Hypothesis 1: Married individuals are more likely to support the death penalty than individuals who were never married. From the evidence this appears to be true. The data shows that 73.2% of married individuals support the death penalty while only 59.2% of those who were never married support the death penalty. However, when looking at other groups of single individuals such as those who have been widowed, divorcees, or separated respondents, the results are different.
These groups have 70.1%, 70.1%, and 77.8% support for the death penalty respectively. The percentage of the first two are very close to the percentage of support for married individuals, while separated individuals have even more support for the death penalty than those who are currently married. In conclusion, it appears from the evidence that currently married individuals are more likely to support the death penalty than individuals who were never married. Hypothesis 2: Individuals without children are more likely to support capital punishment than other groups. From the data, this hypothesis appears to be false. While 66.4% of respondents without children favor the death penalty, 74.8% of respondents with 2 children support the death penalty.
However, other groups within this category have less support for capital punishment than individuals without children. Therefore the evidence appears to be inconclusive. Hypothesis 3: Individuals working full time are less likely to oppose the death penalty than all other groups. From the data, this appears to be true. 27% of respondents in this category (working full time) opposed the death penalty. In contrast, 40% of individuals working part time opposed the death penalty as did 32.1% of individuals temporarily not working, 30% of laid off individuals, 30.7% of retirees, and 46.3% in school.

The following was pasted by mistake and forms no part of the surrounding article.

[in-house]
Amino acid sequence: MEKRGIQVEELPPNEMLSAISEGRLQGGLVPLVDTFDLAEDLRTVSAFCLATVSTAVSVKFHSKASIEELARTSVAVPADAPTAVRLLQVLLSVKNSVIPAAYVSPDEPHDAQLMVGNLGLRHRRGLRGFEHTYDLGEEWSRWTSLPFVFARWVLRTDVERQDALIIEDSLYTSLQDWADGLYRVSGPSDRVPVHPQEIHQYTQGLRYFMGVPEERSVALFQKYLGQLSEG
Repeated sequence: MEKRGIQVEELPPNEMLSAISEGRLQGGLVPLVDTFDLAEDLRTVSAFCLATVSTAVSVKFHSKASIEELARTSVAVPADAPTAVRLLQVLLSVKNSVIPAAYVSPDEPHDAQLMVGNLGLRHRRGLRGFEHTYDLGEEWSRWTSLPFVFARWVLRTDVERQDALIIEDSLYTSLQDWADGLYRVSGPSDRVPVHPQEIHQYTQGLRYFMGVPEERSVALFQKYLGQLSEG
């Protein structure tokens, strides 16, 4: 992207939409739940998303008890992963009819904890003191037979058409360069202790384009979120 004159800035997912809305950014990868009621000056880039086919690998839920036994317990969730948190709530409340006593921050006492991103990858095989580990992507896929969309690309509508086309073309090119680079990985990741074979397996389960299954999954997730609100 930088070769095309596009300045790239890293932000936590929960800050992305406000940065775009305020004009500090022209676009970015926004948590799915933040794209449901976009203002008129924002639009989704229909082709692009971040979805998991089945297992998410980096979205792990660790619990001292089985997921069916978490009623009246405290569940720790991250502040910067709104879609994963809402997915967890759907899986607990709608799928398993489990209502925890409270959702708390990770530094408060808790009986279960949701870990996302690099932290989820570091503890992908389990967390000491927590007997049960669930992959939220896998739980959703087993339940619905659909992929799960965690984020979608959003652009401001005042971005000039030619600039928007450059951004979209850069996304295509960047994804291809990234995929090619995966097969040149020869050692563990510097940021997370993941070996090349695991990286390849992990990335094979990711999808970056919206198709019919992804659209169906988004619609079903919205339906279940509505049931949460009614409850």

However, looking at the data it is also evident that the percentage of respondents in this category who opposed the death penalty is similar to the percentage of those who are either temporarily not working, have been laid off, or are retired. The only groups with significantly different percentages are those working part time and students. I would survey a larger sample to obtain more accurate results. From the data given, however, it appears to be true that individuals working full time are less likely to oppose the death penalty than all other work-status related groups. Hypothesis 4: Men are more likely to support the death penalty than women. 74.5% of men favored the death penalty with only 25.5% opposing it.
In contrast, only 65% of women supported the death penalty while 35% of women opposed it. From the data, it appears to be true that men are more likely to support the death penalty than woman because a higher percentage of men favored capital punishment. Looking at the data, it appears that gender has a non-spurious effect on attitudes toward the death penalty. When looking at the above categories, and comparing gender as a variable, it appears that it does not have an impact on attitudes toward the death penalty.
For example, in looking at labor force status, this is very evident. While looking at the full time work force for instance, we can see that 75.3% of men support the death penalty, while a similar 70.2% of women support it. Part time workers are 60.5% likely to support the death penalty if they are male and 59.4% likely if they are female. Temporarily not working men are 70% likely to support the death penalty, while women in the same work status are 66.7% likely to support the death penalty. This shows that gender has a non-spurious effect on attitudes toward the death penalty.